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There is no more popular control in Visual Basic than buttons, with the possible exception of text boxes. Buttons are the plain controls that you simply click and release, the buttons you see everywhere in Visual Basic applications-usually just rounded rectangular, gray buttons with a caption, as you see in the Buttons example on the CD-ROM and which you will see at work in Figure 6.1.

Figure 6.1: A button at work.

Buttons provide the most popular way of creating and handling an event in your code-every Visual Basic programmer is familiar with the button Click event. Buttons can be clicked with the mouse or with the Enter key if the button has the focus.

Besides using buttons in forms directly, they're very popular in dialog boxes. As we've seen in Chapter 4, you can set the AcceptButton or CancelButton property of a form to let users click a button by pressing the Enter or Esc keys-even if the button does not have focus. And when you display a form using the ShowDialog method, you can use the DialogResult property of a button to specify the return value of ShowDialog.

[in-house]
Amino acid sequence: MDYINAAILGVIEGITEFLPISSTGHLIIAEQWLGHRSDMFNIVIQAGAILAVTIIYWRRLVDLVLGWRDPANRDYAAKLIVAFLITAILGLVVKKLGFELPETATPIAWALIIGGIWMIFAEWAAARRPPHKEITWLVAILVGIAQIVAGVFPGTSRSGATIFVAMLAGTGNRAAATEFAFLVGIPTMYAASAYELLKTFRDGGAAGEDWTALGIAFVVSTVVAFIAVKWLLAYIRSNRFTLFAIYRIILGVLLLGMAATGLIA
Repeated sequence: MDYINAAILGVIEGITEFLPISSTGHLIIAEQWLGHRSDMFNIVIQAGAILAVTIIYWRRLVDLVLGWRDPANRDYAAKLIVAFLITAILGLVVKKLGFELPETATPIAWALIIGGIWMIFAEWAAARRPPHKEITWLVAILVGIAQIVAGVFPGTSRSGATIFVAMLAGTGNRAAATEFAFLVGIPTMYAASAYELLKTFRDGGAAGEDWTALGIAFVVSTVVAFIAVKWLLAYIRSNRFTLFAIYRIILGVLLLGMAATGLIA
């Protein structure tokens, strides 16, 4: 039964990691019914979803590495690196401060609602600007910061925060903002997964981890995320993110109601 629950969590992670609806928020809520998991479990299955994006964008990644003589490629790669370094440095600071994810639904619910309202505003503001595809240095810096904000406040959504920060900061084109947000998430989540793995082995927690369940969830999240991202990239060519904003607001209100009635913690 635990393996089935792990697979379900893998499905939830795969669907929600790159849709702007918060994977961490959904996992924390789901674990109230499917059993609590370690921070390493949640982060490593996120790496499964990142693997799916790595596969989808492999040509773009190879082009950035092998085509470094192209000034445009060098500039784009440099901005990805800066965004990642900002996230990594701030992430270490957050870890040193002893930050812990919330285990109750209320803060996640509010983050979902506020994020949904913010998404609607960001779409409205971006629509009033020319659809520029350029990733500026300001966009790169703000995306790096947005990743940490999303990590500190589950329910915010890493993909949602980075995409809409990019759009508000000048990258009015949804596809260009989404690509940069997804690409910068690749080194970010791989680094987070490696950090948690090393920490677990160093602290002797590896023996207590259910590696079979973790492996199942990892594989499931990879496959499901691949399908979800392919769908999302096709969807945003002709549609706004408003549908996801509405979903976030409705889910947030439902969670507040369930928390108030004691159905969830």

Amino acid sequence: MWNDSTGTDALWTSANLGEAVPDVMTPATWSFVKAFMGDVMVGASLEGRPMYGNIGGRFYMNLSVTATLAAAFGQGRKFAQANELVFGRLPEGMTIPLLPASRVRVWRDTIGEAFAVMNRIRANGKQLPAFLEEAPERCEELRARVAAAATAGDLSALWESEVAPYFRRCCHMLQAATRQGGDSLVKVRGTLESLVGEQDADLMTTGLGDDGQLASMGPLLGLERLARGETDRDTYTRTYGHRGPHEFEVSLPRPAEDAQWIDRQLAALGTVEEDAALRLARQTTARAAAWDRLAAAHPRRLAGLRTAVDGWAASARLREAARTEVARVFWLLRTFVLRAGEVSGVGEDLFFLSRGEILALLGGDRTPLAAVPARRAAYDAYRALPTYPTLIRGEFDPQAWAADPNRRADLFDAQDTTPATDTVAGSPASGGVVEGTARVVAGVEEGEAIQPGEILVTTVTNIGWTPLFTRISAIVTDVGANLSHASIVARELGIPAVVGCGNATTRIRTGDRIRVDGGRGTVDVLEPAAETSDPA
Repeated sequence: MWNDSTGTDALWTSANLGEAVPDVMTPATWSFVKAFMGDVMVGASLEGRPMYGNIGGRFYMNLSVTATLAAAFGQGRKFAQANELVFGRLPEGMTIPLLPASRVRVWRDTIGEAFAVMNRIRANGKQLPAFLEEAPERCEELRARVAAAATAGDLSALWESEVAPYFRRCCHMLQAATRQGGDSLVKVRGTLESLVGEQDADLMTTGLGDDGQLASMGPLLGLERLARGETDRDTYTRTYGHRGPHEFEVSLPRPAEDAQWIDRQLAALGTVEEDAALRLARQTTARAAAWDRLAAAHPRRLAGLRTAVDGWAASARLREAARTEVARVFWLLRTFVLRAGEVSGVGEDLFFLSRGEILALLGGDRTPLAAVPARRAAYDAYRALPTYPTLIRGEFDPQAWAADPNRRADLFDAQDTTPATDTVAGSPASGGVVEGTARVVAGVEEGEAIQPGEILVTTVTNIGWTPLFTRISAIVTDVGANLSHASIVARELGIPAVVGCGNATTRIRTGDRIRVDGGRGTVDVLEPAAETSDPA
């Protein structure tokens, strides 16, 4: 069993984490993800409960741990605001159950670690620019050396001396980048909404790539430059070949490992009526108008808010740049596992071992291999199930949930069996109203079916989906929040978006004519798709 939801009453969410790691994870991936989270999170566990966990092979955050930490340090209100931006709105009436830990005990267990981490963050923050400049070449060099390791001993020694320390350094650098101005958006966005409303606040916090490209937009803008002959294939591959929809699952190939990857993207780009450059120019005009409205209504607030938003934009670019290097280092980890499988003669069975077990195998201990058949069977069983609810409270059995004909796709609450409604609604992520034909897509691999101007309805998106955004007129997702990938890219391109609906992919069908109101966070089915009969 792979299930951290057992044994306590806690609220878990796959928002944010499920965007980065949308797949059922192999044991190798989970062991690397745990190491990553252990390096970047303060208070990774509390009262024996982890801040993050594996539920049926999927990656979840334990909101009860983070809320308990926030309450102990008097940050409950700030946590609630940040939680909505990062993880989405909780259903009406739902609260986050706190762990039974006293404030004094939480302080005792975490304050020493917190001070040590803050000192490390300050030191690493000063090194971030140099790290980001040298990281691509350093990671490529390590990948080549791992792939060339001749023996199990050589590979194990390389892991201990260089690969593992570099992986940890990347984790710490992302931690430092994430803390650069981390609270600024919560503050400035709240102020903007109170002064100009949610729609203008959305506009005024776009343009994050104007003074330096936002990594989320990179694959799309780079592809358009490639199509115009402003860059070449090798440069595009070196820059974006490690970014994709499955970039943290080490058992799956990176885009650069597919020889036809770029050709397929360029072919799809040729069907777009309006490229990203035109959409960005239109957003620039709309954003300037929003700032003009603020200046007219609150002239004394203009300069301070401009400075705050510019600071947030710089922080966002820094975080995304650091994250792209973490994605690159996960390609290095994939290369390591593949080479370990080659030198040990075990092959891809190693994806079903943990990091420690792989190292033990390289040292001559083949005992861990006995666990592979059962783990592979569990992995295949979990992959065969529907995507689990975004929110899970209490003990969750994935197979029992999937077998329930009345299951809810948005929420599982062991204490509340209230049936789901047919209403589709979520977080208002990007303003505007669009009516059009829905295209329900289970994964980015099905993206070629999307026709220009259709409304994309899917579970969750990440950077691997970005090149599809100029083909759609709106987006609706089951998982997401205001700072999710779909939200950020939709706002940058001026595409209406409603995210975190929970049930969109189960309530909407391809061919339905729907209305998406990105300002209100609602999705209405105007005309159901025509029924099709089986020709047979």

You also can change the button's appearance, giving it an image or aligning text and images in it as you like. You can evem-make it look flat for a "Web" look, setting the FlatStyle property to FlatStyle.Flat. Or, you can set the FlatStyle property to FlatStyle.Popup, which means it looks flat until the mouse pointer passes over it, when the button pops up to give it the standard Windows button appearance.

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